HARLINGEN — U.S. Sen. John Cornyn on Monday dismissed the idea of a federal government shutdown, saying instead that elected officials had a duty to serve despite disagreements within Congress.

“We were elected to govern, and we’re going to do that. That’s not to say it’s easy,” he said. “There have been a lot of disagreements particularly when it comes to spending, but we’re going to work our way through that.”

Cornyn’s comments come amid speculation over another federal shutdown continues to swirl, with Cornyn's colleague and presidential candidate Ted Cruz at the center of that speculation. Cruz has said for weeks that a shutdown is possible if Congress continued to fund Planned Parenthood.

Cornyn, who is in the Rio Grande Valley meeting with Veterans Affairs Secretary Robert McDonald, Texas Gov. Greg Abbott and a delegation of U.S. House members, declined to comment on Cruz’s possible role in a potential shutdown. But Cornyn said defunding the government would adversely affect several groups, including military veterans.

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“We can’t let our disagreements threaten [the debate in Congress] or damage our duty to serve groups like our veterans, and we’re not going to let that happen,” he said.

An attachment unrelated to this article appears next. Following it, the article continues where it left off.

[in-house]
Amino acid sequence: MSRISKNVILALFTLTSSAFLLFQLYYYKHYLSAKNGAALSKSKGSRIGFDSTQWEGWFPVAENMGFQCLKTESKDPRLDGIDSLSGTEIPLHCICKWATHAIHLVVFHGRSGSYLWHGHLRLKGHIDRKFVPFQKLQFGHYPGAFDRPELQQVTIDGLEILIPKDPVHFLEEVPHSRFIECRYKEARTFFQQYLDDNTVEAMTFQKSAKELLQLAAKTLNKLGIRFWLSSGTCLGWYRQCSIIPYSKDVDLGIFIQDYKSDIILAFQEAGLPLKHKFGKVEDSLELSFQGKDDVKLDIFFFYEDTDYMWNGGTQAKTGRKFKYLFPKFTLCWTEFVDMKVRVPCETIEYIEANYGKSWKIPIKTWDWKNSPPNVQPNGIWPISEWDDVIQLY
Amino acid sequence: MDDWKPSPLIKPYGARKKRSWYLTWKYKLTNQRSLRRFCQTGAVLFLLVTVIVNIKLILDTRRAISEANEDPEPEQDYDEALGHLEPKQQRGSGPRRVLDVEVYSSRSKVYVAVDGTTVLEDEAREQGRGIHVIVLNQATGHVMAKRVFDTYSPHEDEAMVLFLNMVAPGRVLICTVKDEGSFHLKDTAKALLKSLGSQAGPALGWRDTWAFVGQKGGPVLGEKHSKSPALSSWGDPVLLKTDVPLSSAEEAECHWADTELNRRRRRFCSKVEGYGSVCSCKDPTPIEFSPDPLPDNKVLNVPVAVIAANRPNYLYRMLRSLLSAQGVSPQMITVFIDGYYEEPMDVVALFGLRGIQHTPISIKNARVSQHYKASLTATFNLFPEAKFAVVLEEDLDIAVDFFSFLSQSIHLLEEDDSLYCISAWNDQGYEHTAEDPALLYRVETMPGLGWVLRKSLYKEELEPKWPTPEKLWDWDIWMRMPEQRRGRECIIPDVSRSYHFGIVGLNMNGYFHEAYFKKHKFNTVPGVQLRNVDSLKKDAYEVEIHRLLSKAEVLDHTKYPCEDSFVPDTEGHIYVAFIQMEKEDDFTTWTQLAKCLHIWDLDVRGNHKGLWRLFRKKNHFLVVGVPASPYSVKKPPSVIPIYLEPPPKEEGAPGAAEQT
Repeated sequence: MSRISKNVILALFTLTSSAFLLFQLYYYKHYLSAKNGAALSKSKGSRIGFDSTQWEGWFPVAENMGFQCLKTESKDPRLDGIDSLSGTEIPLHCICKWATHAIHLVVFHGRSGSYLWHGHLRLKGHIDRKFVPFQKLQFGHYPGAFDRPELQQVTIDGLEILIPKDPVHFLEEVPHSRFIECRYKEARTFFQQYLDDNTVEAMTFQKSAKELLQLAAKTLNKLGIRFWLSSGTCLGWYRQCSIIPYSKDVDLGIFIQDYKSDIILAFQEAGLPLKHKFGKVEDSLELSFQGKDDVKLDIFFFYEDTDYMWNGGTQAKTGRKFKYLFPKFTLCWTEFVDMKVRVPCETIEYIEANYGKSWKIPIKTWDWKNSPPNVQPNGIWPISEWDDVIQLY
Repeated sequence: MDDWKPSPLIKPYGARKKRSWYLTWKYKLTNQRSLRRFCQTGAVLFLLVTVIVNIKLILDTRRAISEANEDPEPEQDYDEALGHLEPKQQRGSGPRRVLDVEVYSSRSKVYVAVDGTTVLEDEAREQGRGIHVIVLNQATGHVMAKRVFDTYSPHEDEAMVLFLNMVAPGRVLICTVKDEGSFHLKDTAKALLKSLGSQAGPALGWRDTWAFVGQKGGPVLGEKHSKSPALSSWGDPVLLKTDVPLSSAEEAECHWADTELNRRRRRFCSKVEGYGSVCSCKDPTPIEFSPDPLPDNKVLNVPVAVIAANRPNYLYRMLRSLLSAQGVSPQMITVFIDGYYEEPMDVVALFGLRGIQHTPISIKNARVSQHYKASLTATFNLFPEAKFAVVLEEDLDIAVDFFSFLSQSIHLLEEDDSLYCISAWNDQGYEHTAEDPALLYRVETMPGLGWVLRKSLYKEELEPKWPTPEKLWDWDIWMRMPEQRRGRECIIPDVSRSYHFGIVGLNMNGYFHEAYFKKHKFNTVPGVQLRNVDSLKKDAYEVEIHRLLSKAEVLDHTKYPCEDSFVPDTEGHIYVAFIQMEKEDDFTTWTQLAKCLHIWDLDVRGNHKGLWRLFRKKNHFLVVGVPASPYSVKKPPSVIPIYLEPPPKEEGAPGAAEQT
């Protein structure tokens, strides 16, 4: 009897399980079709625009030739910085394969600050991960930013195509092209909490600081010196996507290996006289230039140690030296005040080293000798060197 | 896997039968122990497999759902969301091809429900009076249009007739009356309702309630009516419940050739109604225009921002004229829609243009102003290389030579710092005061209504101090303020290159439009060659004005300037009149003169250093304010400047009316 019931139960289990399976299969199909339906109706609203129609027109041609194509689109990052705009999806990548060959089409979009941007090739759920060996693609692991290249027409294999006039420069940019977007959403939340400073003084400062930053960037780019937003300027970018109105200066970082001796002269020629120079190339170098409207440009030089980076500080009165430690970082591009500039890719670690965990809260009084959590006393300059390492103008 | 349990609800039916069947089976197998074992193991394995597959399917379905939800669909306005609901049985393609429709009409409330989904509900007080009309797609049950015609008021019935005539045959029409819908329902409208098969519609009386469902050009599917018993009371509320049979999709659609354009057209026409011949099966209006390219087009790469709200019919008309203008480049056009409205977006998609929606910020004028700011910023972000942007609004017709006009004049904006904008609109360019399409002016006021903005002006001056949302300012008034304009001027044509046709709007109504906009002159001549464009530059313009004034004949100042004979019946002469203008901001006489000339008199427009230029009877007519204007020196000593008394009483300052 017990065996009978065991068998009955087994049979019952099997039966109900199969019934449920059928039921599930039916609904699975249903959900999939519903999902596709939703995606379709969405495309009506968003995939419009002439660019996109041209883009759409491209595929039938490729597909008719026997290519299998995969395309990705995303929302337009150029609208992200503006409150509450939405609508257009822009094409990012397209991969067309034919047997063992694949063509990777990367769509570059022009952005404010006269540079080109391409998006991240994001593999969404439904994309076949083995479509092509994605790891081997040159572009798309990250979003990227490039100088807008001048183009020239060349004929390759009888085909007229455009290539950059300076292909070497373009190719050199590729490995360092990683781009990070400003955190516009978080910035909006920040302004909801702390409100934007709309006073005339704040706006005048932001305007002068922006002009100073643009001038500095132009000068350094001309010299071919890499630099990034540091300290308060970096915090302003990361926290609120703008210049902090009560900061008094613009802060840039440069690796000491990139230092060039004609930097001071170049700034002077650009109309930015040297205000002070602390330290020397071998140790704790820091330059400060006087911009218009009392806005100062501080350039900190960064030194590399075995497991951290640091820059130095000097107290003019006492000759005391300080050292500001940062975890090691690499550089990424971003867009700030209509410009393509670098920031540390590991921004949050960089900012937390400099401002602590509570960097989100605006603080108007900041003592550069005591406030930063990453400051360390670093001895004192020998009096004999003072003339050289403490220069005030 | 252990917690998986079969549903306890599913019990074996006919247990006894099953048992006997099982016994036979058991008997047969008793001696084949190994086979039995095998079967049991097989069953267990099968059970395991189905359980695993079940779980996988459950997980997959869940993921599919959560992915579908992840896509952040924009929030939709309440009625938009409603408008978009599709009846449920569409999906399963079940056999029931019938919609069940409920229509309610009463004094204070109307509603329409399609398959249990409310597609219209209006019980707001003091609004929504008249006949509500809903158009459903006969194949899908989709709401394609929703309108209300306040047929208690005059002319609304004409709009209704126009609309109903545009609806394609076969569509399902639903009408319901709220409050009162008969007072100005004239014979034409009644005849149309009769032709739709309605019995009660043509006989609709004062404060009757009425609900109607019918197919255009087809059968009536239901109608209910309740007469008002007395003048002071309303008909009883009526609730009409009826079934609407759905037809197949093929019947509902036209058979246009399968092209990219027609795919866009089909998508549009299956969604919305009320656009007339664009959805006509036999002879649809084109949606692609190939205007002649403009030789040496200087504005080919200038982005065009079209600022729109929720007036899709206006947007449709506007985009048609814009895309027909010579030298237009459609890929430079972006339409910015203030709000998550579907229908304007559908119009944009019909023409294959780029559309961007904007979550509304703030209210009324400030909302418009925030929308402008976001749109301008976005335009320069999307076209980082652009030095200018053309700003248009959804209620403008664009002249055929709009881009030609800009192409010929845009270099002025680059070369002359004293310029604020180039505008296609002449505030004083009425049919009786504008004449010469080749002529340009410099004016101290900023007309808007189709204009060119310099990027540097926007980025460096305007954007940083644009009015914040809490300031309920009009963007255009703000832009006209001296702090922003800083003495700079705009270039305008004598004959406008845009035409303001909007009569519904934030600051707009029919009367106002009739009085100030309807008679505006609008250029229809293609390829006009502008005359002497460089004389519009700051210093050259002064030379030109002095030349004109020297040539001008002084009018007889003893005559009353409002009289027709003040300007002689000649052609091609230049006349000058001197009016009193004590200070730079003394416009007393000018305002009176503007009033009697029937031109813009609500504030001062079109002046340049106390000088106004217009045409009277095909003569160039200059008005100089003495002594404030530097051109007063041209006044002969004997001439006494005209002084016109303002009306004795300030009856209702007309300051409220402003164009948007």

On Saturday, Cruz said President Obama would be solely responsible for a shutdown. “What Barack Obama is doing for Planned Parenthood is radical, it’s extreme, it’s unreasonable,” Cruz said at a rally in Missouri, according to the St. Louis Post-Dispatch.

That same day U.S. Sen. Elizabeth Warren, D-Mass., rallied Texas Democrats in Austin by daring Cruz to move forward with a shutdown. 

"He wants a fight over Planned Parenthood? My answer is, ‘Bring it on, Ted!’" she said.

Cornyn’s comments on Monday echo what the Senate majority whip said a year ago when asked about the brief Cruz-led shutdown of 2013.

“It didn’t turn out so well,” he said. “What people want is for the government to function and not to throw temper tantrums and say we’re not going to play ball.”

Disclosure: Planned Parenthood was a corporate sponsor of The Texas Tribune in 2011. A complete list of Tribune donors and sponsors can be viewed here.